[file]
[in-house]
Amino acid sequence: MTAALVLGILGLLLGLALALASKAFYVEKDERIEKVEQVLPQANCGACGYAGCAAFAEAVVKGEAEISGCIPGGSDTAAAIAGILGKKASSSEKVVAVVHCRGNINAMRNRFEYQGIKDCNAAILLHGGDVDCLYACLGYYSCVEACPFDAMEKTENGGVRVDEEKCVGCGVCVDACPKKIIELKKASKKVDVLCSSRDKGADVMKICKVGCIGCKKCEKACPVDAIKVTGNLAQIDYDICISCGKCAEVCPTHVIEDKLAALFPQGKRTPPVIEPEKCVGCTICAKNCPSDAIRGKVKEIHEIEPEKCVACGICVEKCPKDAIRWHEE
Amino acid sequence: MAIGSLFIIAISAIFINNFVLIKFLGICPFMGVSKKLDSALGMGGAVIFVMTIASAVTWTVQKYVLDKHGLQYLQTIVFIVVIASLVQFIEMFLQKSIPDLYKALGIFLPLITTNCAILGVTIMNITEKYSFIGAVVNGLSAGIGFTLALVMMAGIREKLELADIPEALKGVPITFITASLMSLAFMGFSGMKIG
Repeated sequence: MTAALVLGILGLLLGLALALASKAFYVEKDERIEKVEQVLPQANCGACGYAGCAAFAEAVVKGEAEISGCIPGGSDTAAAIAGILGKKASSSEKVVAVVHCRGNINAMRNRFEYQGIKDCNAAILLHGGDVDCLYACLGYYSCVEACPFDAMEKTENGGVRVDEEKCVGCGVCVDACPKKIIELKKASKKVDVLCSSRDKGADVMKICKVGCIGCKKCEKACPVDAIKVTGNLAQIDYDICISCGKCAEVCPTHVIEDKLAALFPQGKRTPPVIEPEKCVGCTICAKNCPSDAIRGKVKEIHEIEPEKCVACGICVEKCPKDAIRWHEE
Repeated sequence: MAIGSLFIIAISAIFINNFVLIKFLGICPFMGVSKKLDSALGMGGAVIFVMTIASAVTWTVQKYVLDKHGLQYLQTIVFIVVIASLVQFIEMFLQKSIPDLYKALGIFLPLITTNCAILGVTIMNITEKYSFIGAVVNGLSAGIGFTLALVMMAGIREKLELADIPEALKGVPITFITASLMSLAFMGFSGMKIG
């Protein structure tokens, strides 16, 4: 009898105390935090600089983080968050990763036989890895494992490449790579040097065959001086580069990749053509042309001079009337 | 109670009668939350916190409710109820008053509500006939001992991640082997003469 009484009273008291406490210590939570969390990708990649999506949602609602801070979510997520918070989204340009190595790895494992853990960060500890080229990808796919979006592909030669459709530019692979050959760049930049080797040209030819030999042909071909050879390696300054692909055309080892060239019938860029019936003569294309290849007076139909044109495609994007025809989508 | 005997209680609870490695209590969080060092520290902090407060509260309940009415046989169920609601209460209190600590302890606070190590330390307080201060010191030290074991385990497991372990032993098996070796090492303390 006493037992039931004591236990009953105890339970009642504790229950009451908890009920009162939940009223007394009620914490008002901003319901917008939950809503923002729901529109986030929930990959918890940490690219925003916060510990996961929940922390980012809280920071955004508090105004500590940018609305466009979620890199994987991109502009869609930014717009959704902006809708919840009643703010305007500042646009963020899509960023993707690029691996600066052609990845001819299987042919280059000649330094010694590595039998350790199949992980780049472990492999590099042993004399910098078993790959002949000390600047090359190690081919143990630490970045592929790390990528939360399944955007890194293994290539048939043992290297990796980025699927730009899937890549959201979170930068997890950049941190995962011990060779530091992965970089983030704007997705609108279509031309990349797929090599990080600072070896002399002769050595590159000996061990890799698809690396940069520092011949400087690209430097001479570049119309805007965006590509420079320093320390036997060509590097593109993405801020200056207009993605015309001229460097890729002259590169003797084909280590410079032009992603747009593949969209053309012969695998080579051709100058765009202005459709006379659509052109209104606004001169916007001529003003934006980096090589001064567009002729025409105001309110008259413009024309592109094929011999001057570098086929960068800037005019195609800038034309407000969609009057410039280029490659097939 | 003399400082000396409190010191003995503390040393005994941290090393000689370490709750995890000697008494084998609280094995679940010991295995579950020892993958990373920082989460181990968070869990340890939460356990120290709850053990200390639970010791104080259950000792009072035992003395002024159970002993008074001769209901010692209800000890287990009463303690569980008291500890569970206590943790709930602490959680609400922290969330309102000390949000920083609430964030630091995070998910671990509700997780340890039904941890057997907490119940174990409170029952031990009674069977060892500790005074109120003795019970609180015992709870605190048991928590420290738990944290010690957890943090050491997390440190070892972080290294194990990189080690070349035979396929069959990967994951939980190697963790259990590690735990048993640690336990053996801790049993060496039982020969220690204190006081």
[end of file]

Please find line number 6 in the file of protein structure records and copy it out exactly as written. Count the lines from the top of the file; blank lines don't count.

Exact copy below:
């Protein structure tokens, strides 16, 4: 009898105390935090600089983080968050990763036989890895494992490449790579040097065959001086580069990749053509042309001079009337 | 109670009668939350916190409710109820008053509500006939001992991640082997003469 009484009273008291406490210590939570969390990708990649999506949602609602801070979510997520918070989204340009190595790895494992853990960060500890080229990808796919979006592909030669459709530019692979050959760049930049080797040209030819030999042909071909050879390696300054692909055309080892060239019938860029019936003569294309290849007076139909044109495609994007025809989508 | 005997209680609870490695209590969080060092520290902090407060509260309940009415046989169920609601209460209190600590302890606070190590330390307080201060010191030290074991385990497991372990032993098996070796090492303390 006493037992039931004591236990009953105890339970009642504790229950009451908890009920009162939940009223007394009620914490008002901003319901917008939950809503923002729901529109986030929930990959918890940490690219925003916060510990996961929940922390980012809280920071955004508090105004500590940018609305466009979620890199994987991109502009869609930014717009959704902006809708919840009643703010305007500042646009963020899509960023993707690029691996600066052609990845001819299987042919280059000649330094010694590595039998350790199949992980780049472990492999590099042993004399910098078993790959002949000390600047090359190690081919143990630490970045592929790390990528939360399944955007890194293994290539048939043992290297990796980025699927730009899937890549959201979170930068997890950049941190995962011990060779530091992965970089983030704007997705609108279509031309990349797929090599990080600072070896002399002769050595590159000996061990890799698809690396940069520092011949400087690209430097001479570049119309805007965006590509420079320093320390036997060509590097593109993405801020200056207009993605015309001229460097890729002259590169003797084909280590410079032009992603747009593949969209053309012969695998080579051709100058765009202005459709006379659509052109209104606004001169916007001529003003934006980096090589001064567009002729025409105001309110008259413009024309592109094929011999001057570098086929960068800037005019195609800038034309407000969609009057410039280029490659097939 | 003399400082000396409190010191003995503390040393005994941290090393000689370490709750995890000697008494084998609280094995679940010991295995579950020892993958990373920082989460181990968070869990340890939460356990120290709850053990200390639970010791104080259950000792009072035992003395002024159970002993008074001769209901010692209800000890287990009463303690569980008291500890569970206590943790709930602490959680609400922290969330309102000390949000920083609430964030630091995070998910671990509700997780340890039904941890057997907490119940174990409170029952031990009674069977060892500790005074109120003795019970609180015992709870605190048991928590420290738990944290010690957890943090050491997390440190070892972080290294194990990189080690070349035979396929069959990967994951939980190697963790259990590690735990048993640690336990053996801790049993060496039982020969220690204190006081």